With its proverbial filleting knife in hand, last July, the federal government announced changes to income splitting, passive investment, and capital gains that had farmers, small business owners, doctors, and lawyers howling. The good news is that some of the proposed changes won’t happen. But, the bad news is that some of them will—and fast.
“Most witnesses told our committee that the proposed changes should be withdrawn in their entirety,” the Standing Senate Committee on National Finance reports. “We are inclined to agree. We are not convinced that the government has made a good case for its proposals.”
The federal government’s proposals are inspired by some academic papers, and on the Prime Ministers belief that self-employed people are avoiding taxes by using provisions for business. A set of proposals were introduced with only 75 days for feedback. The senate committee listened from September until the report’s release in December. Tax reform, it said, should begin with consultation to really listen to Canadians, then identify the problems and present solutions.
The senate report states proposed changes should not apply until 2019, at the very least. Incredibly, the Finance Minister announced, “everything’s a go” for January 1, 2018 because taxes won’t be paid until 2019. “They’ll have 12 months to figure that out,” he said. “We think this is entirely appropriate and consistent with past practice.”
That naïve conclusion had already been disproven in September when a tax expert and former finance minister said wealthy Canadians had already moved their money out of the country. A spokesperson from the Canadian Federation of Independent Business (CFIB) added, “There’s all sorts of business immigration programs that are out there encouraging entrepreneurs to pick up and leave.” Whether the business community waited or not, the picture of what will soon be implemented is now more clear.
Let’s begin with income sprinkling. Some family-owned businesses use dividends to sprinkle income to all adult members of the family, preventing high taxes on personal income for the top earners. Canada Revenue Agency will now place a ‘reasonableness test’, requiring recipients to prove their contribution to the business through labour or property, or by assuming risks.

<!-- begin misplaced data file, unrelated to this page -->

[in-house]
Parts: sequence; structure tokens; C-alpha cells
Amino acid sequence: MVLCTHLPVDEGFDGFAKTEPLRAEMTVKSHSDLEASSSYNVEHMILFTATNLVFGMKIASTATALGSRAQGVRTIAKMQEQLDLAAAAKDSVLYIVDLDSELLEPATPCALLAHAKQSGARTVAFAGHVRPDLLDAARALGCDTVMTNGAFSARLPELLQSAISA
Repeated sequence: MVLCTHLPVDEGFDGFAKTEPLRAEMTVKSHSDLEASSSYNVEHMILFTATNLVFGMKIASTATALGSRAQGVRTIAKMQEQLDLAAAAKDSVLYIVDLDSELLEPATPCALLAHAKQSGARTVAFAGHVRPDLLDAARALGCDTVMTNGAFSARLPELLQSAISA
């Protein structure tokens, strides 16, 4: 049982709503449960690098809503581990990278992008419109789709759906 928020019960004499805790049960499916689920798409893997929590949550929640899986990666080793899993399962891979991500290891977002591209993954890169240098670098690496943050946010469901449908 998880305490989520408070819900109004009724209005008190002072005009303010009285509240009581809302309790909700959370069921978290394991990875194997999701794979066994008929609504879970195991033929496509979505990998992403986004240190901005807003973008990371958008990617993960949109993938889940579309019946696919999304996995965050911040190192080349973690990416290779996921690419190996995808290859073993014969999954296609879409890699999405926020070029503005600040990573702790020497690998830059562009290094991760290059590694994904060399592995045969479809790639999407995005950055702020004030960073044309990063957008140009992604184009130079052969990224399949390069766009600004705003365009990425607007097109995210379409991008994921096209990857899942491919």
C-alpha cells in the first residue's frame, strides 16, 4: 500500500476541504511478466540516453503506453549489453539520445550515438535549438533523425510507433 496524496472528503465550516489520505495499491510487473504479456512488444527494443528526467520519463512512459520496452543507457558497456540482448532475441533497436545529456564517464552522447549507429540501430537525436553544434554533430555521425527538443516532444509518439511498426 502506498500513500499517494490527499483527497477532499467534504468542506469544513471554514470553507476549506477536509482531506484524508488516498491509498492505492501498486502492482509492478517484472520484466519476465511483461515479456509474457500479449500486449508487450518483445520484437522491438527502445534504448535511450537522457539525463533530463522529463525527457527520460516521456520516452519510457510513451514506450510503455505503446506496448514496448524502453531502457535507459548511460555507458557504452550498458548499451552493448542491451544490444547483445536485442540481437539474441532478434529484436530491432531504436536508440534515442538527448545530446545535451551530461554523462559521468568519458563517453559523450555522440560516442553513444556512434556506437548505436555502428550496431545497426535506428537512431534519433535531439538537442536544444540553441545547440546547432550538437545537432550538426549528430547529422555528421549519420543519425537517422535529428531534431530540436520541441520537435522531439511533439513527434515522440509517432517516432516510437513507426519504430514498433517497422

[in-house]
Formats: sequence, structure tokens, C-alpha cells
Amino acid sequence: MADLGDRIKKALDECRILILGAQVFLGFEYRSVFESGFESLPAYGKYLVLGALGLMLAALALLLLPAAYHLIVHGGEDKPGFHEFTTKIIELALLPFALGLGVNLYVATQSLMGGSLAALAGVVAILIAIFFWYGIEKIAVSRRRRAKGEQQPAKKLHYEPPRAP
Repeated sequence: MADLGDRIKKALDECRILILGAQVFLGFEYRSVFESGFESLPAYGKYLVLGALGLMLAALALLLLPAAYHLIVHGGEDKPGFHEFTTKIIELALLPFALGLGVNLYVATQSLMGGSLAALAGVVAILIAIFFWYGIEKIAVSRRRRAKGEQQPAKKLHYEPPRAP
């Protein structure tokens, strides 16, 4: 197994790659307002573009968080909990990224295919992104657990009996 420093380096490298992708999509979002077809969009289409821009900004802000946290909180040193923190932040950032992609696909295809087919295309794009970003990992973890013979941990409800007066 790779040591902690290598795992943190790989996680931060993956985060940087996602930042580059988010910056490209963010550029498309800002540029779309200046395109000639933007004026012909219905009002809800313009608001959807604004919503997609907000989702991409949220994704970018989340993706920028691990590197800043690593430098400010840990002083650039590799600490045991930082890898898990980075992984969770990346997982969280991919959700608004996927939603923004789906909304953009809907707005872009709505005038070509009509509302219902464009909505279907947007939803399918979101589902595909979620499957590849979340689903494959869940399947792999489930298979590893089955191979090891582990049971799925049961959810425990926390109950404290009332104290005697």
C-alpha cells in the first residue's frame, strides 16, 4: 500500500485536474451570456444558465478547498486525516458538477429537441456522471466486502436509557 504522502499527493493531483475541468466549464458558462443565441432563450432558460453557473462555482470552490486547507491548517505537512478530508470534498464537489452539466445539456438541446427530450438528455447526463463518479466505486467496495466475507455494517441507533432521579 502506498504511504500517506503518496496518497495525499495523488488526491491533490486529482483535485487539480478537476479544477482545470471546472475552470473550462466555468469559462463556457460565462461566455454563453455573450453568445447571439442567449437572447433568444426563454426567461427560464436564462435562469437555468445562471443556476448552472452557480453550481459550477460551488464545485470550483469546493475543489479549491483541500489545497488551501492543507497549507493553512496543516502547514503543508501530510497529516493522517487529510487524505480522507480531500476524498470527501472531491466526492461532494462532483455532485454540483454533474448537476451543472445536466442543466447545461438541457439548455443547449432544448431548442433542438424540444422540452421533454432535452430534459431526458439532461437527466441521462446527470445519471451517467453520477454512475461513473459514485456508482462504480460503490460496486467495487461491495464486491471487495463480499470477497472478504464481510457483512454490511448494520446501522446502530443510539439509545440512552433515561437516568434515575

Public backlash led exemptions for spouses over 65, those 18 and over who work 20 hours or more per week, or those over 25 who own ten per cent or more of the company. Even so, the senate report predicts, “The difficulty of understanding and complying with the rules will lead to uncertainty, foster tax appeals and litigation.”
Additionally, the government wants to target passive investment income, a move that the Parliamentary Budget Officer expects will get the government an extra billion dollars annually in the short term, and as much as $6 billion annually, 20 years from now. It has always been an advantage for a company to invest the money it retained because the only tax paid on the base amount was the small business tax, not the personal income tax. Proposals from last July suggest removing the refundability of passive investment taxes, which means a whopping marginal tax rate of 73 percent on passive income.
Following public outcry, the government is allowing the first $50,000 a year of this passive investment income to remain as it was, which leaves 97.5 percent of Canadian businesses untouched by the new rules. The threshold is too low for the CFIB, which says a $250,000 threshold would be less threatening to business growth.
The government also abandoned the concept to keep family members from splitting the lifetime capital gains exemption (LCGE). Now, those couples intending to sell their business to retire can breathe a little easier. However, it is still more expensive and complicated to sell a business to an owner’s children at 45 percent than to a third party at 26 percent.
These small adjustments leave most of the bad ideas intact. No one doubts that Canada needs tax reform. However, there is filleting and then there is butchering, people should be aware of the difference.